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We have all had that moment where we looked at that carton of milk and looked at the expiration or sell-by date and wondered if it was still good. People across the country have found a container in their refrigerators at one time or another and tried to figure out how long it has been there. Many things have an expiration date on them, either because they go bad, or lose their effectiveness. Does that apply to toothpaste?

No matter if you roll your toothpaste tube neatly from the bottom up, or squeeze the daylights out of it to get one last brushful in the morning, you will eventually run out of toothpaste, and no matter how hard you squeeze, the tube will be empty. If that happens to you and you don’t have an extra tube on hand, or can’t use someone else’s toothpaste, you may be tempted to look in your luggage or travel kit, and use that tiny tube you bought just before you went on vacation a few years ago. But depending on when you bought it, that tube may not do you much good. That is because toothpaste does have a shelf life.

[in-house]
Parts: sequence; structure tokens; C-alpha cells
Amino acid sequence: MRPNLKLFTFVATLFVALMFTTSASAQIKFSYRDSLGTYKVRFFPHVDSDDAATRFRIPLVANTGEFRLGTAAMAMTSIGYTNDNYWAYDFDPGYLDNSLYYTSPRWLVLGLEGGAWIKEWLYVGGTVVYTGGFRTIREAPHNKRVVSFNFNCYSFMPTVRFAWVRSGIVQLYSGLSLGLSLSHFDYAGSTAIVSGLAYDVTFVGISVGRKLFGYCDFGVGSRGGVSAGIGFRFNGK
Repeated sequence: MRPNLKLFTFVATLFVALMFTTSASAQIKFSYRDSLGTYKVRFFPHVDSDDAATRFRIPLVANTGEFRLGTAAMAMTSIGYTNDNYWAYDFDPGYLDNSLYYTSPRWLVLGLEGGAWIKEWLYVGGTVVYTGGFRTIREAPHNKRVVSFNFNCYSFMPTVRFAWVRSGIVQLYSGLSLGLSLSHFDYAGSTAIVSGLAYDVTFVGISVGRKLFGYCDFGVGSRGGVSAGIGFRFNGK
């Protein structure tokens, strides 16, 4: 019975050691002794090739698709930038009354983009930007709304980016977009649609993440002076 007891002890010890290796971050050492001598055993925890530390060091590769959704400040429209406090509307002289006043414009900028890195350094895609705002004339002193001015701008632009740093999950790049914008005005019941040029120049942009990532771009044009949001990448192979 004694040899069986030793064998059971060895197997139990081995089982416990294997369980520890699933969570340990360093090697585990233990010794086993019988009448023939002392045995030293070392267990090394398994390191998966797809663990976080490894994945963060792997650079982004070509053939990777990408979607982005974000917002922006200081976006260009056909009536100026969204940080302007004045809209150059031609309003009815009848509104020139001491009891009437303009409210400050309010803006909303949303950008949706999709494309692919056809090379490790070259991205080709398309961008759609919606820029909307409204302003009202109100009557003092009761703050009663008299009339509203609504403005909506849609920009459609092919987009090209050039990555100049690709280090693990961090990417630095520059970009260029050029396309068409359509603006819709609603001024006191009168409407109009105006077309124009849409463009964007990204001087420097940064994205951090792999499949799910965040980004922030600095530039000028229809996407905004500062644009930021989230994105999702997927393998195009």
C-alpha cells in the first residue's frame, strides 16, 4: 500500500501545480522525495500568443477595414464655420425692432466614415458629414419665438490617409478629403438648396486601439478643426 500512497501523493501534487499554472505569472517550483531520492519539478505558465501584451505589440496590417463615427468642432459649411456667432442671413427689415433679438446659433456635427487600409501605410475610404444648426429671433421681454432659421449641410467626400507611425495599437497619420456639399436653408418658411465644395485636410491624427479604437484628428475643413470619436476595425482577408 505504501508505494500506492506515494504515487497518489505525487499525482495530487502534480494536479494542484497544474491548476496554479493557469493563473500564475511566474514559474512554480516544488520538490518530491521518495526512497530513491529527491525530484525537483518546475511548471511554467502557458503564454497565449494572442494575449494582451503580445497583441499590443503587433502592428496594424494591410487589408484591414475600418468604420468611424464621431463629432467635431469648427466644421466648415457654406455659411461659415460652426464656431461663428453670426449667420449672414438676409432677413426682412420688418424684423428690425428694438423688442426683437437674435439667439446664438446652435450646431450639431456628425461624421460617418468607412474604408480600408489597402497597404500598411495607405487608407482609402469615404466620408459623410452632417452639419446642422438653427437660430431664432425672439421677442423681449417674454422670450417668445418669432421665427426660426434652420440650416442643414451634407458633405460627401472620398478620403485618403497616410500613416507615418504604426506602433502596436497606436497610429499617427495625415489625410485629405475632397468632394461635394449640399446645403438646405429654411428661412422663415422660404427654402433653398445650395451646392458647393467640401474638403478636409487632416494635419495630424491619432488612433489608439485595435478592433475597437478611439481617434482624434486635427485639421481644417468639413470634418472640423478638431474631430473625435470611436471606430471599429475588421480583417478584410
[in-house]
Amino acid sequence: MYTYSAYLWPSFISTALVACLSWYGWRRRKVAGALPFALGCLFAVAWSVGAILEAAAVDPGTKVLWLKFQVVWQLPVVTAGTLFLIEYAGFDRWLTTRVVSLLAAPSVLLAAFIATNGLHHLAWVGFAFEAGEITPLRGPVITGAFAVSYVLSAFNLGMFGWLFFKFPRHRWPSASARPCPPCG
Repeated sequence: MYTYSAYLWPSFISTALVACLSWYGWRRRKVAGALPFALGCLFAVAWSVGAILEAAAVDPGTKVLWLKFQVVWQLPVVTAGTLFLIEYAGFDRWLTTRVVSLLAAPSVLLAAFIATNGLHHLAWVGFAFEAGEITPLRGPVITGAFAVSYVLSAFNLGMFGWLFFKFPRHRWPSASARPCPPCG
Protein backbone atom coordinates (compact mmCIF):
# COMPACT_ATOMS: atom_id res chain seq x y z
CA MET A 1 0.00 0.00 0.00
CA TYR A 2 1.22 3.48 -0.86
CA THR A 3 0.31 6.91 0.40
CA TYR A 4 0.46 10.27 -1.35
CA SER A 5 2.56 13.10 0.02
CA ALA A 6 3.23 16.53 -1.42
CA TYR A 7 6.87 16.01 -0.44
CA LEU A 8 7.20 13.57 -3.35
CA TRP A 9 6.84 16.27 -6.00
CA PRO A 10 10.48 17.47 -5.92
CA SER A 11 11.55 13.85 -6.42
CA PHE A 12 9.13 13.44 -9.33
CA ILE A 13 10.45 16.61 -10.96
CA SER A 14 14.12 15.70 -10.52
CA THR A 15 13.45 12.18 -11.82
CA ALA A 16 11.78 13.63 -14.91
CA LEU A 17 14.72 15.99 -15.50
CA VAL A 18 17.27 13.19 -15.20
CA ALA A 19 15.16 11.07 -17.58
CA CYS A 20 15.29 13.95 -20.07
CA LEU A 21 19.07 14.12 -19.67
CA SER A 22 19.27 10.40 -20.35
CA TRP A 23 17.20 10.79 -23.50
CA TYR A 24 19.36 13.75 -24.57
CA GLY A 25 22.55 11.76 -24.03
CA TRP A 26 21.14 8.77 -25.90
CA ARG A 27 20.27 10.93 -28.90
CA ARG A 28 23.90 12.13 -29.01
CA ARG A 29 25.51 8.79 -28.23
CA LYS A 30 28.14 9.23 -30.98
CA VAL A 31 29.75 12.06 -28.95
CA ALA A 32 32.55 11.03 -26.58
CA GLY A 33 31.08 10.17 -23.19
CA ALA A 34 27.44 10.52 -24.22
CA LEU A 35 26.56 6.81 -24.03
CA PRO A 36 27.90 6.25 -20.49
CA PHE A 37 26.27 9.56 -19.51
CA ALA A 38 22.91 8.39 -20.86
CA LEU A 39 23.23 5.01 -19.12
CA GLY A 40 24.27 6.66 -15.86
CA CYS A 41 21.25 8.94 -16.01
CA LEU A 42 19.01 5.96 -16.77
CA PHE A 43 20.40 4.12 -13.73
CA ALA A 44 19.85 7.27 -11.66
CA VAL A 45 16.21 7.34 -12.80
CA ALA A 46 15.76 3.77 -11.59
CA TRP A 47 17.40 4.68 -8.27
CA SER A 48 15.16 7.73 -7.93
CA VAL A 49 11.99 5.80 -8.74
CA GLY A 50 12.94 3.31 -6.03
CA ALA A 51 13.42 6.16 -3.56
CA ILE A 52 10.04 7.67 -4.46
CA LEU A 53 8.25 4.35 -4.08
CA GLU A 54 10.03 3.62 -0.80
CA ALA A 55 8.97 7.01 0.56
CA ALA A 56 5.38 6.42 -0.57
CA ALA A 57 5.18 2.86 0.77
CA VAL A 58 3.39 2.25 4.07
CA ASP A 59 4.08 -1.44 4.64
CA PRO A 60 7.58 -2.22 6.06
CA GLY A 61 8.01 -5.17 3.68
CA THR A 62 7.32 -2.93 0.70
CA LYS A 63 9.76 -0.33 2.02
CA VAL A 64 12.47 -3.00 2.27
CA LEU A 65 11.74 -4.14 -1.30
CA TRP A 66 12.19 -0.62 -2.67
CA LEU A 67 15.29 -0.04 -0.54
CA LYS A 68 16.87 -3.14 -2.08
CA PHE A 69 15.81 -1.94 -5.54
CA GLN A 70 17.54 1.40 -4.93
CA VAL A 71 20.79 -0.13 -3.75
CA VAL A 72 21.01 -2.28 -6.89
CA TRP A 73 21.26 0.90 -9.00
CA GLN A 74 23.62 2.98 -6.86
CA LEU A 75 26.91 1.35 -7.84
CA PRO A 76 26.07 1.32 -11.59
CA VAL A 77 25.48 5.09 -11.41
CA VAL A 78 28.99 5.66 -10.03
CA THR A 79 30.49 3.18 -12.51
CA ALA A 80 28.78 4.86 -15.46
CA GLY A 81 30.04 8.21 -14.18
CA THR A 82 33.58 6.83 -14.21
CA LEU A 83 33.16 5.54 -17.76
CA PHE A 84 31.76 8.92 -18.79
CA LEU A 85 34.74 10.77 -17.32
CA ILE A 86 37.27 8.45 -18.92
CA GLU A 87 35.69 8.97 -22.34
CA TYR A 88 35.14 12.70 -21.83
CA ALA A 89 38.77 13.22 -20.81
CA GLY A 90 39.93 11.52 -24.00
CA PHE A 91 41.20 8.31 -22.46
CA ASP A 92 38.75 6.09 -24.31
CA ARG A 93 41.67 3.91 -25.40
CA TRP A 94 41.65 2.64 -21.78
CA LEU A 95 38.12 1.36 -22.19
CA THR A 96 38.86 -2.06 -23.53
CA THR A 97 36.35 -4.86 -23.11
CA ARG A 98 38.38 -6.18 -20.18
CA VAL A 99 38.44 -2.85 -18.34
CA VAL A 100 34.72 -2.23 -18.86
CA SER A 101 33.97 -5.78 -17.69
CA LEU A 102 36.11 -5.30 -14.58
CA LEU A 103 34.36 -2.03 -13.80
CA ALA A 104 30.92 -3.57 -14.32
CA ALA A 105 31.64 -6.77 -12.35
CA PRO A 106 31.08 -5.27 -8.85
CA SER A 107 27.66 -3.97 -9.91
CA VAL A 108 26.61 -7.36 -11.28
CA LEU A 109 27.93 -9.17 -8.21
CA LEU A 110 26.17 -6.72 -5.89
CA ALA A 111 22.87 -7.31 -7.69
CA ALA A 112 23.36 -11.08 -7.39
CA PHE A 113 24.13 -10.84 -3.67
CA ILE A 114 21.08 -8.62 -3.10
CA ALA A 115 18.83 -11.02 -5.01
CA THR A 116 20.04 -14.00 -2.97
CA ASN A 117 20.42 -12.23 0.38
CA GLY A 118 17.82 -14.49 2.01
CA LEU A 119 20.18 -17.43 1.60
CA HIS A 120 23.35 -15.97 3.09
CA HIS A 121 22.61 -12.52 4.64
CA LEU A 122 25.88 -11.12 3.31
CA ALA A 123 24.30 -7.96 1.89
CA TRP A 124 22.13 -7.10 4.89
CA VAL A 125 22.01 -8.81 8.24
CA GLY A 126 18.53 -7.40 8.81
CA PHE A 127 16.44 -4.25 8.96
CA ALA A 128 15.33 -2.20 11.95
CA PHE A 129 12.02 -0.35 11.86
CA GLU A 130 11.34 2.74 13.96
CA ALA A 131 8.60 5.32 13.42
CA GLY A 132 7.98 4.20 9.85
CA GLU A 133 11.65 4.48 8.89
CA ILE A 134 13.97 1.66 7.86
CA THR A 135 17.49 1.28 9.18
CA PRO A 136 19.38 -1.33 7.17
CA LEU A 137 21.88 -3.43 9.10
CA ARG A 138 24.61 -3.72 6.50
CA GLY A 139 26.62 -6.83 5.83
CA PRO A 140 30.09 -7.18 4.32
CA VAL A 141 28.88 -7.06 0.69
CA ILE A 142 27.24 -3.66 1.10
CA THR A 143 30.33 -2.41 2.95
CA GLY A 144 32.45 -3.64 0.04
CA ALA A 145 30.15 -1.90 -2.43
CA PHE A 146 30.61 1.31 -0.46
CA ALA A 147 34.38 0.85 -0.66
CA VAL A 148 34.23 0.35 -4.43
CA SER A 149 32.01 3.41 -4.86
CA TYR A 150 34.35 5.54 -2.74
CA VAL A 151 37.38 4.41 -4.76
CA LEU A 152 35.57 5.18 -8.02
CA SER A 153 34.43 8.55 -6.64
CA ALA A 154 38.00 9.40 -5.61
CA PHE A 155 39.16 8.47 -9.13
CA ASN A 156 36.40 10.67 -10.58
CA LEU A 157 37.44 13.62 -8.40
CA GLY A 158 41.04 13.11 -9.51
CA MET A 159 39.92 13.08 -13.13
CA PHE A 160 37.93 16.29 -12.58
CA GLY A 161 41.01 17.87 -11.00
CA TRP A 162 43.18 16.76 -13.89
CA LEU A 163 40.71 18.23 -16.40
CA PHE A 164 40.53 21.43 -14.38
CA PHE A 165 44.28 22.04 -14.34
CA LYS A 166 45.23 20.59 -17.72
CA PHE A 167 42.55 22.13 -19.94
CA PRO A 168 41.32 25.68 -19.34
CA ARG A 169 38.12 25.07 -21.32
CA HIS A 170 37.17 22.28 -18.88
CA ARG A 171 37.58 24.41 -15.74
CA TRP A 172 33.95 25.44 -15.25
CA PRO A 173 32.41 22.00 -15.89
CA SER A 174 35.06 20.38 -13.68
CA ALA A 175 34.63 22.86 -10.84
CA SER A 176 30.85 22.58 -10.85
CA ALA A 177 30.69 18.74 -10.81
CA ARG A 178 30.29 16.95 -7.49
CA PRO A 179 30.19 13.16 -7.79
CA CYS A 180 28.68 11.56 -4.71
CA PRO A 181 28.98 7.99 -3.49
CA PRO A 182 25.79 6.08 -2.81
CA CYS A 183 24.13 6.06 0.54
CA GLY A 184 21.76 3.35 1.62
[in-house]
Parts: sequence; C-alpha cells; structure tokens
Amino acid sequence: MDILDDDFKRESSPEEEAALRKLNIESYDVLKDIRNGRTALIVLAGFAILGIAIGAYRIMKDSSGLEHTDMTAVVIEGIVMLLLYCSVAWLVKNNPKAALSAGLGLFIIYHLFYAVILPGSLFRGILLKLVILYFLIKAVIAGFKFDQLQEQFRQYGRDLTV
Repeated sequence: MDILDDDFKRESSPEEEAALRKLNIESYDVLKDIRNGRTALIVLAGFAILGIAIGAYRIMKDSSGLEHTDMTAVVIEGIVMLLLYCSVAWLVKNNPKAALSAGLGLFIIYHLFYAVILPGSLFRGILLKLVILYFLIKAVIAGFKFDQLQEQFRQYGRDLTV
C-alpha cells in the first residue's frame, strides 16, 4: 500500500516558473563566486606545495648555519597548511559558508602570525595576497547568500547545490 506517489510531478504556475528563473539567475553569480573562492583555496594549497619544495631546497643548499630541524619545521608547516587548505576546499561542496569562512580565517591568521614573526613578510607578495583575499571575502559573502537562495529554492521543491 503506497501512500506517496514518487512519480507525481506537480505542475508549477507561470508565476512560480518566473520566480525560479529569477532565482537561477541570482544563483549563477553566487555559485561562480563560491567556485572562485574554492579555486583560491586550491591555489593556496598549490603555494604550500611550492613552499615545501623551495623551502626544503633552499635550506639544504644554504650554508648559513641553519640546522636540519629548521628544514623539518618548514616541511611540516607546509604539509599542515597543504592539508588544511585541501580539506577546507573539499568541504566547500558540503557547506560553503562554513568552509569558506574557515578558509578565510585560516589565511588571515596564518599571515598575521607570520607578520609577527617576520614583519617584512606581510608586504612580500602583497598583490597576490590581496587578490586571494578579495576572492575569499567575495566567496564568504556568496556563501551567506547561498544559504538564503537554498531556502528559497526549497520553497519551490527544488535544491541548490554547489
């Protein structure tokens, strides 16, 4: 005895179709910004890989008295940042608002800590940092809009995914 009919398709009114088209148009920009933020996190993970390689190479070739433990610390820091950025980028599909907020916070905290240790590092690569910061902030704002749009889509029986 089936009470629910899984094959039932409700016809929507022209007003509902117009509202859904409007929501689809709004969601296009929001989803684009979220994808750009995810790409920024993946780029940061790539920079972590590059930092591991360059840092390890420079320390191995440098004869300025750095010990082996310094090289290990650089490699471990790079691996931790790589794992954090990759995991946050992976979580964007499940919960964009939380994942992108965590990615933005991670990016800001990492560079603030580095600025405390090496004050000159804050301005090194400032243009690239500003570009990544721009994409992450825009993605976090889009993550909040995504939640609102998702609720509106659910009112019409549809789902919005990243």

There are a number of different ingredients in toothpaste, Most contain a detergent to make the toothpaste foam and spread across your teeth. They will contain abrasives to help scrub your teeth, a humectant to keep the toothpaste from drying out, and chemicals to make sure that the toothpaste does not ooze off of your brush the moment it leaves the tube. There is usually some sort of flavoring, and of course, fluoride. For all of these to work, you need to use up your toothpaste within two years. Over time, the ingredients become less effective, and the ions in the fluoride begin to break down. Of course, if you are brushing your teeth twice a day for two minutes at a time, you should go through a tube of toothpaste much faster than two years, so in reality, that time frame applies to spare tubes you keep around the house, or the toothpaste that you may keep with your travel supplies or in a home or automotive emergency kit. However, you can shorten the life of your everyday toothpaste by leaving the cap off which can cause your toothpaste to dry out. It is a good idea to use toothpaste with a flip-top cap, since the cap is easier to keep track of, and it won’t fall on the floor and become contaminated. Storing your toothpaste in a cool place, such as your medicine cabinet or a drawer in the bathroom will help maintain its effectiveness.

If you have any questions about toothpaste, or any about any other aspect of oral hygiene in Fayetteville, North Carolina, our dentist, Dr. Kenneth Lewis will be happy to see you. If you would like to make an appointment at Lewis Family Dentistry, call (910) 488.0518 today.